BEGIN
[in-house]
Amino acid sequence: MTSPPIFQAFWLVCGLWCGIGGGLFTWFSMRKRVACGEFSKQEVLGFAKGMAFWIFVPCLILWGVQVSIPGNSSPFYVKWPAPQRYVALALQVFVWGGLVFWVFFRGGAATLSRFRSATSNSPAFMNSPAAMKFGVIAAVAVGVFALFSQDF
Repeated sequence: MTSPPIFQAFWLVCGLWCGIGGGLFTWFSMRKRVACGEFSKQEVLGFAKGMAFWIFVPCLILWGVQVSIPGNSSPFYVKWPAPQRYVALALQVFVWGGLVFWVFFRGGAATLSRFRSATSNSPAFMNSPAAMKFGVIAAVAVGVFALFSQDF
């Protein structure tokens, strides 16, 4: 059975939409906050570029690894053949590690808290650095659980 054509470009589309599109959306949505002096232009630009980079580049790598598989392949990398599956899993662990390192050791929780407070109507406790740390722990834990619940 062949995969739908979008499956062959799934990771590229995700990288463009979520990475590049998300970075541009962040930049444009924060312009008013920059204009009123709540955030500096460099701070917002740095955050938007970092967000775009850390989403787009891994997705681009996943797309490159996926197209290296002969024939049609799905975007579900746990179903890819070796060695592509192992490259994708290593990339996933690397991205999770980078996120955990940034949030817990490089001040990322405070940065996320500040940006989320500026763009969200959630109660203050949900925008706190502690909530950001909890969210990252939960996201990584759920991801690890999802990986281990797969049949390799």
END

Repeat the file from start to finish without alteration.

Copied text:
[in-house]
Amino acid sequence: MTSPPIFQAFWLVCGLWCGIGGGLFTWFSMRKRVACGEFSKQEVLGFAKGMAFWIFVPCLILWGVQVSIPGNSSPFYVKWPAPQRYVALALQVFVWGGLVFWVFFRGGAATLSRFRSATSNSPAFMNSPAAMKFGVIAAVAVGVFALFSQDF
Repeated sequence: MTSPPIFQAFWLVCGLWCGIGGGLFTWFSMRKRVACGEFSKQEVLGFAKGMAFWIFVPCLILWGVQVSIPGNSSPFYVKWPAPQRYVALALQVFVWGGLVFWVFFRGGAATLSRFRSATSNSPAFMNSPAAMKFGVIAAVAVGVFALFSQDF
């Protein structure tokens, strides 16, 4: 059975939409906050570029690894053949590690808290650095659980 054509470009589309599109959306949505002096232009630009980079580049790598598989392949990398599956899993662990390192050791929780407070109507406790740390722990834990619940 062949995969739908979008499956062959799934990771590229995700990288463009979520990475590049998300970075541009962040930049444009924060312009008013920059204009009123709540955030500096460099701070917002740095955050938007970092967000775009850390989403787009891994997705681009996943797309490159996926197209290296002969024939049609799905975007579900746990179903890819070796060695592509192992490259994708290593990339996933690397991205999770980078996120955990940034949030817990490089001040990322405070940065996320500040940006989320500026763009969200959630109660203050949900925008706190502690909530950001909890969210990252939960996201990584759920991801690890999802990986281990797969049949390799």